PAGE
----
The Challenging Yet Rewarding Responsibilities of A Doctor
November 11, 2017
Meet patients and make diagnoses based on symptoms, case history and patient feedback.
- Prescribe medicines to treat speciﬁc conditions.
- Administer general health and lifestyle advice to prevent illness and/or speed up recovery.
- Recommend and refer patients for further tests or treatment with other specialists for conditions that are not treatable by a GP.
- Administrative duties such as writing sick notes, updating patient records and writing referrals.
Got the necessary skills?
Working as a GP is a challenging and rewarding role, and is suited only to high academic achievers who also have good social skills. Other essential skills include:
- An excellent long-term factual memory.
- An ability to analyse complex problems.
- A natural empathy and a desire to help people.
- The ability to work under extreme pressure in less than ideal circumstances.
- Conﬁdence when making tough decisions.
- High levels of numeracy and mathematical ability.
How to gain experience?
GPs gain most of the clinical experience they need while being undergraduates and, later postgraduate medical students. Useful experience could also be gained by getting involved in medical or community-building charity work in disadvantaged areas of Malaysia or the rest of the world.
What are the qualifications needed?
Becoming a GP in Malaysia could take from a minimum of six years to 10 years to accomplish, which generally comprises ﬁve years at medical school and ﬁve years of on-the-job training. To qualify for medical school, excellent results in SPM or O-Level/STPM or A-Level/matriculation are required. Competition for places at medical schools is generally tough, and prospective students must demonstrate a high level of academic ability. Medical school graduates then have to work in a general hospital for two years, where they are exposed to a number of different medical specialties.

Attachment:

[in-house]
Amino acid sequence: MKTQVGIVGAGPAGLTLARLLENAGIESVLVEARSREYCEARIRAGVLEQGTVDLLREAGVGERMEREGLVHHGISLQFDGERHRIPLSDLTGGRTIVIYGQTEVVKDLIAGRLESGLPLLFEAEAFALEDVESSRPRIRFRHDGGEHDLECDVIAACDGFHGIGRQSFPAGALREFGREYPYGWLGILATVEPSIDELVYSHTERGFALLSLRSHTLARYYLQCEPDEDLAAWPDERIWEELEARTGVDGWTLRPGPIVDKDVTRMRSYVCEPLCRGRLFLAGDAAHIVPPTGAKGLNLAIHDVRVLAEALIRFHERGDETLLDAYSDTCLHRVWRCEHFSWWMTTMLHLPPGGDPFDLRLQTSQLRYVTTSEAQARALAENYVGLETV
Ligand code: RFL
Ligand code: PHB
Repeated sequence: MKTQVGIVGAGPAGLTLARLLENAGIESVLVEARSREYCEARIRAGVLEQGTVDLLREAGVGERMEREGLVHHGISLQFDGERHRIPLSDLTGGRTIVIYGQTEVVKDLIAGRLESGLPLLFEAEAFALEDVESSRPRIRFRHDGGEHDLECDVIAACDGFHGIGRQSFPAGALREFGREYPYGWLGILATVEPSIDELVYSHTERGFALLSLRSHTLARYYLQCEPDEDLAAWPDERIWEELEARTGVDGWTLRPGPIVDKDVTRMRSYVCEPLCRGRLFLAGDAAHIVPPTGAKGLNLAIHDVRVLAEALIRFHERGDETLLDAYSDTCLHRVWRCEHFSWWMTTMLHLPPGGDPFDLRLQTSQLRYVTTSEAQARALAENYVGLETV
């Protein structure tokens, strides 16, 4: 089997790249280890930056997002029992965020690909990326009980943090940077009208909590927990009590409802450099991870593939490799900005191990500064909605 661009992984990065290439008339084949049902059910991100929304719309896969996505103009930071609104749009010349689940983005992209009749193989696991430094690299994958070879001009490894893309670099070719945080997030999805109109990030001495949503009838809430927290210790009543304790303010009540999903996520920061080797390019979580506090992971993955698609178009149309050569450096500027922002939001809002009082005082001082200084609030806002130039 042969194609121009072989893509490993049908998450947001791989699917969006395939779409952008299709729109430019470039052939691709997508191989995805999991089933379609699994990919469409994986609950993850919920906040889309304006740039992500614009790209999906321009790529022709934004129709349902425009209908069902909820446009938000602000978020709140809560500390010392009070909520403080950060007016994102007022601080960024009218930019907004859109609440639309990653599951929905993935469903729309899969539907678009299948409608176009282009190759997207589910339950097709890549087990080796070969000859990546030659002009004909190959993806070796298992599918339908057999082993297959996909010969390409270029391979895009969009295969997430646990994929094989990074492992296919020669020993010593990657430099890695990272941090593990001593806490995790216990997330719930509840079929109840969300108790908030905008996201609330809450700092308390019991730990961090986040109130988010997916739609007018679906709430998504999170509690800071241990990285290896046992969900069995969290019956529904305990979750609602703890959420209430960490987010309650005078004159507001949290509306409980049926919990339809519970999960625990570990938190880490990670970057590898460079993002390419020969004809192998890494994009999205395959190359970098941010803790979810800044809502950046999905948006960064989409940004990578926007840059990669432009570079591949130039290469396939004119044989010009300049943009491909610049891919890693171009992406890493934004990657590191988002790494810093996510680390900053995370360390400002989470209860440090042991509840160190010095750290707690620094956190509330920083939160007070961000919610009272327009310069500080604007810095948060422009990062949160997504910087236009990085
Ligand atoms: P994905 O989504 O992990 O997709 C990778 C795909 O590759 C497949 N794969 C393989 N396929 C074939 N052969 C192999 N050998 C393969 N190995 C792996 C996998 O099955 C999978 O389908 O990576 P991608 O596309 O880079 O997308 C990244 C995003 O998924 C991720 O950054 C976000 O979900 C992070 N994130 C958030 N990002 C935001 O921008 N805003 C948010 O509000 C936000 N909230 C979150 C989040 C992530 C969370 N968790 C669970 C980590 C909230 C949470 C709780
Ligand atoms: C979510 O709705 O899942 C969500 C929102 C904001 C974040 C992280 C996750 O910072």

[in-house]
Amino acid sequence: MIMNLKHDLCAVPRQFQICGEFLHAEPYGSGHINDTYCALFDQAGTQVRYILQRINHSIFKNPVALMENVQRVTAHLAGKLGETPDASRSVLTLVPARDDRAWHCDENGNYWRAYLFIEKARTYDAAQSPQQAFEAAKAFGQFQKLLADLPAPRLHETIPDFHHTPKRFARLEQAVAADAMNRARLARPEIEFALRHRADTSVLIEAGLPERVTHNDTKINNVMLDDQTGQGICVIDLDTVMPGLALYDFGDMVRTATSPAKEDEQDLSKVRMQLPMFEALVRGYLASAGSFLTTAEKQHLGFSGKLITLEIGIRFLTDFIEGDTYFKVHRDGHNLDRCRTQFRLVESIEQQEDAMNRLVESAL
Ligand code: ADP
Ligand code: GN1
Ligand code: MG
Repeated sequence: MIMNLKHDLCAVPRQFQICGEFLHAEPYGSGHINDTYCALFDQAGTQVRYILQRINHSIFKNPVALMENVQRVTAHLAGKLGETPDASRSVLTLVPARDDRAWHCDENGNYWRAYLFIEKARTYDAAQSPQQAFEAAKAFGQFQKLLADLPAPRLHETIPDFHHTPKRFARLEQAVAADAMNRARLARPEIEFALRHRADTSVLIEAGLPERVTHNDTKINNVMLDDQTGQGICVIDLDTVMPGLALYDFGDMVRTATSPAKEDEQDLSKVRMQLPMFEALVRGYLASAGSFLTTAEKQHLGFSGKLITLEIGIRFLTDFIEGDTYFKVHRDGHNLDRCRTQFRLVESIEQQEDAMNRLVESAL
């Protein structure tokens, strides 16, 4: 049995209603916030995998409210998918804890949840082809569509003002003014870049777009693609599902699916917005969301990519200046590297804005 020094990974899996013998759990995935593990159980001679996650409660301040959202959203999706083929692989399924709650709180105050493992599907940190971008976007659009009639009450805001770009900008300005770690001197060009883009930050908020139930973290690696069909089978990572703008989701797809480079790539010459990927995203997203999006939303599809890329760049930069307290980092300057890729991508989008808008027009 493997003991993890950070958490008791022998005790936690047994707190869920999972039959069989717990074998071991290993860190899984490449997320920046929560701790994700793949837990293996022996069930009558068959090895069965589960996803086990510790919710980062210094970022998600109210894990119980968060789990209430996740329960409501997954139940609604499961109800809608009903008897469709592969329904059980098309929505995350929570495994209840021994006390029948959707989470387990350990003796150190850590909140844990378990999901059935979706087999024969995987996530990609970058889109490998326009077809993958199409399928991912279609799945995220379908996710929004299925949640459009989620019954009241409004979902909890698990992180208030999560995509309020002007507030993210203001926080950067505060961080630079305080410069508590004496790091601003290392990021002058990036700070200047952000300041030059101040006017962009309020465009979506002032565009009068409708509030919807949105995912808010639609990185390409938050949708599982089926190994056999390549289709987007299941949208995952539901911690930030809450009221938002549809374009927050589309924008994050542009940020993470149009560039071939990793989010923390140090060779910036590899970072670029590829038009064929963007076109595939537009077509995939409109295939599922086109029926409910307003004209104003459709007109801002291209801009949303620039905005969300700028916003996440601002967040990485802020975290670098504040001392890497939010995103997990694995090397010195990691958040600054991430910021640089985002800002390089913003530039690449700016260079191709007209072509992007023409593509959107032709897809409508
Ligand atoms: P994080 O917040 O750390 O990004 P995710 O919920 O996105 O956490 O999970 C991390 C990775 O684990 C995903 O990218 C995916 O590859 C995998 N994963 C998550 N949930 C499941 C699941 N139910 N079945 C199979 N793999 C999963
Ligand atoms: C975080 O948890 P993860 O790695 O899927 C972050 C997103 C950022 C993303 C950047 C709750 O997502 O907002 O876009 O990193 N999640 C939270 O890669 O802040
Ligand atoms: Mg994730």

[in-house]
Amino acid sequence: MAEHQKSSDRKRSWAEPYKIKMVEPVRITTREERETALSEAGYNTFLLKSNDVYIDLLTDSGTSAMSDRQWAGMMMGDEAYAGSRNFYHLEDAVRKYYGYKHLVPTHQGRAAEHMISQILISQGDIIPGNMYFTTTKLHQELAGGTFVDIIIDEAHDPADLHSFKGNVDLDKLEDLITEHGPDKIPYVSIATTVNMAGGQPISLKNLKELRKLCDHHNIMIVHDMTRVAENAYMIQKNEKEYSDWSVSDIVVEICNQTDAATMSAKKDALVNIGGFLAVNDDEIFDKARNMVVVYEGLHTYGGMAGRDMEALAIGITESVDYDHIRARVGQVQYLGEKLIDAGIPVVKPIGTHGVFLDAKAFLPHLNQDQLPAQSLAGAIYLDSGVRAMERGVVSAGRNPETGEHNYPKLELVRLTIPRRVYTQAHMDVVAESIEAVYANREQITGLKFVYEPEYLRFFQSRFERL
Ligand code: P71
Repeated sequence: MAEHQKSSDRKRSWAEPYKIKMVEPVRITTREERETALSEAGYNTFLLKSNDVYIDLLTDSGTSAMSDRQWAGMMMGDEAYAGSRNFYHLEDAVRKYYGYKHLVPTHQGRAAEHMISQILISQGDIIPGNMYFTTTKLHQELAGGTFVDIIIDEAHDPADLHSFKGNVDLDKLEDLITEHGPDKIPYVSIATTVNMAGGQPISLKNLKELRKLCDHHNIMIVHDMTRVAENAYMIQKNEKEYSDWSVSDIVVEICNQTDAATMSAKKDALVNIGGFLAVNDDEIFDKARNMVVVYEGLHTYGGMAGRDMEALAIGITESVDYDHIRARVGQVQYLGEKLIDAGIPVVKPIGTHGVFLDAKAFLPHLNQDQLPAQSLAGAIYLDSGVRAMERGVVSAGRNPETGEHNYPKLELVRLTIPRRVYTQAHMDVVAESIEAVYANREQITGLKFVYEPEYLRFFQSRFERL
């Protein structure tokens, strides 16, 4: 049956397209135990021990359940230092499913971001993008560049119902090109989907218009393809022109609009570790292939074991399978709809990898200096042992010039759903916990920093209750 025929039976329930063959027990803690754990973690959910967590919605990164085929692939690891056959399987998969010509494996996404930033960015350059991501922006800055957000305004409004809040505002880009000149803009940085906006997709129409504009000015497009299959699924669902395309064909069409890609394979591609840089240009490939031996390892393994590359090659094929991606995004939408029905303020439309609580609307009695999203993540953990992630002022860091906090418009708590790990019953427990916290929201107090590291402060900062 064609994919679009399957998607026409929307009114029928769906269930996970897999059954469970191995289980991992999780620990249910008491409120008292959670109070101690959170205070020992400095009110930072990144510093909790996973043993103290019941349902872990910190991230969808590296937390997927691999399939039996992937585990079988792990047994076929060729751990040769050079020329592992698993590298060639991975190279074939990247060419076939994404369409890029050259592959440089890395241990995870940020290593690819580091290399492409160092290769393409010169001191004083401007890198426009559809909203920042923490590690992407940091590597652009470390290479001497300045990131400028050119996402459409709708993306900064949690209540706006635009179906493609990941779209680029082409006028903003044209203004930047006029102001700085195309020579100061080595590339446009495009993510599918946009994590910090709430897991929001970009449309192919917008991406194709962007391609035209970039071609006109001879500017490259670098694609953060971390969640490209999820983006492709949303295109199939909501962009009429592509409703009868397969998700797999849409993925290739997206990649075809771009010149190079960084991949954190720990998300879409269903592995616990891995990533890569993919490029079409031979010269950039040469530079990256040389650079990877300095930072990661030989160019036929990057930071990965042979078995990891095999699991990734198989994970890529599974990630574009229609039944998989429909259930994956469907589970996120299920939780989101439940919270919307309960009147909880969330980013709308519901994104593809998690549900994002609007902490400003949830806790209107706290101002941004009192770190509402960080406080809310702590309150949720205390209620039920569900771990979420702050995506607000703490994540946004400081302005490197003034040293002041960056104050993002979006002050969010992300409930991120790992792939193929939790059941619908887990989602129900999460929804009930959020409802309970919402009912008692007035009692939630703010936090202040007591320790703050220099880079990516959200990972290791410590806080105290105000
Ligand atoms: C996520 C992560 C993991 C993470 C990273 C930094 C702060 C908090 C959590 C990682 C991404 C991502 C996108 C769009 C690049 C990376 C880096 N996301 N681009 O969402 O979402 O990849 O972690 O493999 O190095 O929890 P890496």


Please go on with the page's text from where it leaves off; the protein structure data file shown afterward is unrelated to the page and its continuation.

Once this period is complete, recent graduates must then choose a specialty. To become a GP, the graduate must study ‘Specialist Training in General Practice’ which takes around three years to complete. Here the trainee will rotate through a number of specialist areas such as pediatrics, psychiatry and general medicine. During this period frequent assessments are undertaken. All GPs are required to further their skills throughout their careers by completing specialist courses and keeping themselves up-to-date on developments in medicine. For a list of universities offering courses in Health and Medicine, go to http://bit.ly/ StudyMedicine
Facts to know
- The average GP consultation lasts just seven minutes (sometimes less!). So it’s little wonder two- thirds of us believe appointments with the doctor feel too rushed or cut short.
- How to get the best out of your session with your GP? Here are some points to consider the next time you visit a doctor
- Do not be shy about what went wrong – Doctors are a professionally trained bunch, so there is absolutely nothing to feel shy about. Tell your doctor every single symptom that you have felt.
- Keep track of symptoms with a diary – For recurrent problems such as tummy aches or headaches, note what time of day the symptoms emerge, what you are doing and what you have eaten. It can help with an accurate diagnosis. Ideally, keep a diary for two weeks.
- When asking for a referral, make your GP feel like he (or she) is the boss – More often than not, GPs are easily irked with their patients if the latter comes in and says that they want referrals or prescriptions. As he is the doctor, the GP decides if you need a referral or prescription. The key is to make your GP think it was their idea. So use phrases such as “Are there any other tests I could have that only a specialist could perform?” or “Do I have any unusual symptoms that a specialist might help with?”
- Always get to the point when addressing your problem – In order not to waste anyone’s time (especially your doctor’s precious hours), always get to the point when you are discussing your health issues. Also, admit you have not been taking your medication, because if symptoms continue your doctor might think he made the wrong diagnosis.